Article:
Wednesday, February 19, 2014


"Kekaha wai ‘ole na Kona" ("waterless Kekaha of the Kona district") speaks of Kekaha, the portion of North Kona extending north of Kailua Bay from Honokōhau to ʻAnaehoʻomalu.  It is described as "a dry, sun-baked land."

Here is Kīholo, situated within the ahupuaʻa of Puʻuwaʻawaʻa.  Kīholo (lit. the Fishhook) refers to the legend which describes how in 1859 the goddess Pele, hungry for the ‘awa and mullet, or ʻanae, which grew there in the great fishpond constructed by Kamehameha I, sent down a destructive lava flow, grasping at the fish she desired.  (DLNR)

This place name may have been selected as a word descriptive of the coastline along that part of the island where the east-west coast meets the north-south coast and forms a bend similar to the angle between the point and the shank of a large fishhook. There is no confirmation for this theory, except for our knowledge that Hawaiian place names have a strong tendency to be descriptive.  (Kelly)

While only a handful of houses are here today, in ancient times, there was a fishing village with many more that called Kīholo home.

Here, too, is Luahinewai, an anchialine pond/pool – (these are shoreline pools without surface connection to the sea, having waters of varying salinity and showing tidal rhythms (Brock.))  Luahinewai (old lady's water) is said to refer to a water-formed supernatural moʻo (lizard) that lived there.

Of Luahinewai, JWHI Kihe writes (in Ka Hoku o Hawaiʻi; Maly:)
“There is a large pond near Kīholo and Laemanō; it is a famous bathing place of the chiefs of ancient times. The water there is cold, and causes the skin to tingle. Because it is so cold, it is like ice water.”

“It is said that there is an opening in this pond by which an old woman (luahine) enters. And there below the pond, are said to be laid out the bones of the chiefs of ancient times.”

“This pond is about five fathoms deep at its deepest point near the center of the pond. That too, is where the water is coldest. And if you should dive in and pass this area, you will find the cold water and not be able to stay there long. You will quickly retreat and wrap yourself up with a cloth.”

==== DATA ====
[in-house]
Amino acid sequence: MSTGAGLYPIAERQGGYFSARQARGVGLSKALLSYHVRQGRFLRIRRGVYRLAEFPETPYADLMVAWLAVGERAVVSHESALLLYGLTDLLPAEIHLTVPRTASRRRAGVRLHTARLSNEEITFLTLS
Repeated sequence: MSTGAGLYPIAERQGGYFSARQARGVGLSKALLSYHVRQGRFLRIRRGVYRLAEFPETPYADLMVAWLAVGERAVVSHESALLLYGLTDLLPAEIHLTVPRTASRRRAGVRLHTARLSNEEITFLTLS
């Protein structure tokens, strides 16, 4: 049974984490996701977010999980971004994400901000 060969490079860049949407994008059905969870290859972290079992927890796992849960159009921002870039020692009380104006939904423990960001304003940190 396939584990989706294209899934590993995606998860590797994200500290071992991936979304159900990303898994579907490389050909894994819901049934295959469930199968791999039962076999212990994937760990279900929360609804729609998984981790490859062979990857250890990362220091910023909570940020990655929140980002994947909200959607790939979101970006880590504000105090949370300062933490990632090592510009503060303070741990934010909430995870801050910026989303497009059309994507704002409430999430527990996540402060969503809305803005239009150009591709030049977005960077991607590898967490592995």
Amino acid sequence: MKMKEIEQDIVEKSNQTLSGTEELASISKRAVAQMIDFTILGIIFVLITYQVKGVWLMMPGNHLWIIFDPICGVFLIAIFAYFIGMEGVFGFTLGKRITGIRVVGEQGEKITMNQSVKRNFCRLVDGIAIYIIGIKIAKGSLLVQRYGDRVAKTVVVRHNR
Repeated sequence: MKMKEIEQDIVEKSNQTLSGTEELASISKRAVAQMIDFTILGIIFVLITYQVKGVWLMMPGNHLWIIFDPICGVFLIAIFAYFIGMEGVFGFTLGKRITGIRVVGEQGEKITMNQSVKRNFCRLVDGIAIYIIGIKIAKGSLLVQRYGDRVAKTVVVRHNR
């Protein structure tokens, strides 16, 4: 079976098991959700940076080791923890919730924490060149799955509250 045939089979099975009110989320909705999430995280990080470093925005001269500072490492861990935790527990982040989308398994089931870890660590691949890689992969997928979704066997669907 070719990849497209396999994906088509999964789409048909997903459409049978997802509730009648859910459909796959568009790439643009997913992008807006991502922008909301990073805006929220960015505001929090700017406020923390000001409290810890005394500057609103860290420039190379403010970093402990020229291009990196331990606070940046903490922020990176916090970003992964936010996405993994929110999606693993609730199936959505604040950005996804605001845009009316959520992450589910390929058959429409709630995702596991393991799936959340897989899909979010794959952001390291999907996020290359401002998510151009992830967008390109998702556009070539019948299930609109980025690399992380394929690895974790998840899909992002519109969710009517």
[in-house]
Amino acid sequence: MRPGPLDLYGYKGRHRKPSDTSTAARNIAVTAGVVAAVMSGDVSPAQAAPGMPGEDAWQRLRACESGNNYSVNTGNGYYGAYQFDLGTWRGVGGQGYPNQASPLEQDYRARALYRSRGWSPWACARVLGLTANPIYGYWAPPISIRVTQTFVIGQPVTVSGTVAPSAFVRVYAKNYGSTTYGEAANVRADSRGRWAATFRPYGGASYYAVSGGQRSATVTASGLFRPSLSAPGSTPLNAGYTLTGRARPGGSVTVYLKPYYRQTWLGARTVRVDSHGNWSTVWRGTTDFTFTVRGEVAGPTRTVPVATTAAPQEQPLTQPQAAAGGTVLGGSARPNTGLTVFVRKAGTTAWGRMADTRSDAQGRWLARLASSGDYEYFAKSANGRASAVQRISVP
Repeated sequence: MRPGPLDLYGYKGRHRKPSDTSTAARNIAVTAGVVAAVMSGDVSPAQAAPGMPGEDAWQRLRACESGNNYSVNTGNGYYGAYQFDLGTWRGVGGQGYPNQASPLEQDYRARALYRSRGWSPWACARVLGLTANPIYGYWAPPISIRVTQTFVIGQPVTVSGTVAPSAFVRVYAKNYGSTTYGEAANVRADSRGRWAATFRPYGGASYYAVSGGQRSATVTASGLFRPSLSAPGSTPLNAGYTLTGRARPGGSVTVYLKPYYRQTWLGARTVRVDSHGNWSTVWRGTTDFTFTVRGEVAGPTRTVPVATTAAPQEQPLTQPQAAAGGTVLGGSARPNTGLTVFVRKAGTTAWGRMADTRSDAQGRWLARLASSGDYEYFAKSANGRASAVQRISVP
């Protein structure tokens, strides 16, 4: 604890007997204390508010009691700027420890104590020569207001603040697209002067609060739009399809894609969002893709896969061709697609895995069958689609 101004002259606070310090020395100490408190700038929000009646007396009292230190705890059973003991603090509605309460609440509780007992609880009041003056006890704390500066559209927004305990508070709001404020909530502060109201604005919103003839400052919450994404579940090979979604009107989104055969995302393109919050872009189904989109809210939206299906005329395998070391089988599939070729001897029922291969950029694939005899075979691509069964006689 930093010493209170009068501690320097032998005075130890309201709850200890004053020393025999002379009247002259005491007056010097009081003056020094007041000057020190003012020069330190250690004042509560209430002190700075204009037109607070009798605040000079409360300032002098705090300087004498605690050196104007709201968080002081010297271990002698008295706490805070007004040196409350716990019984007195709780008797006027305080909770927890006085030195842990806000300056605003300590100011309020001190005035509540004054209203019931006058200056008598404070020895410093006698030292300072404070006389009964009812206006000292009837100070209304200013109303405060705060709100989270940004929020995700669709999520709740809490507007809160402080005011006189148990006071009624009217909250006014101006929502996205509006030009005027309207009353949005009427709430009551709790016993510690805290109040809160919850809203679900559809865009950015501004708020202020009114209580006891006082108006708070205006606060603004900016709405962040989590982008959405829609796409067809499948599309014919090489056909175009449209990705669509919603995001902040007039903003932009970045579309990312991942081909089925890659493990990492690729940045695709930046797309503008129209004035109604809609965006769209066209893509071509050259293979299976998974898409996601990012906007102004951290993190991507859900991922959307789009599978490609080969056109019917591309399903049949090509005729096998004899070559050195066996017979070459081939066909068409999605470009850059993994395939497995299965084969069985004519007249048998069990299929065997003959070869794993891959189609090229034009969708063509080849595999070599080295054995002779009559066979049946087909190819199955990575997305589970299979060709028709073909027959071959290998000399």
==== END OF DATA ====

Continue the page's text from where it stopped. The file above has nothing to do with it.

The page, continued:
“The one who dives into it at its deepest point, will also see that his/her skin will turn red like the red coral. There are also pebbles at the bottoms of this pond, and it is a good thing, as you will not strike your foot upon any rocks.”

“The chiefs and fearless warriors of ancient times have passed from this side of the dark waters of death, and the bathing pool of Luahine Wai remains with its beauty, playing in the ocean mist and the gentle blowing of the breezes. This generation too, shall pass, and the next generation that follows, but Luahinewai shall remain as was found in the beginning.”

Luahinewai was a famous rest stop during canoe voyages along the coast.  (Ulukau) “… the ship sailed, pausing at Luahinewai to bathe and visit with that strange water in the lava.  After an enjoyable stop at the water with the pretty pebbles, they again sailed.”  (ʻĪʻi)

In 1790, Kamehameha I and his chiefs were living at Kawaihae. Following advice of a priest from Kaua‘i, Kamehameha undertook the reconstruction of the heiau Pu‘u Koholā, to dedicate it as a house for his god Kūkaʻilimoku.  During this time, “thousands of people were encamped on the neighboring hillsides.”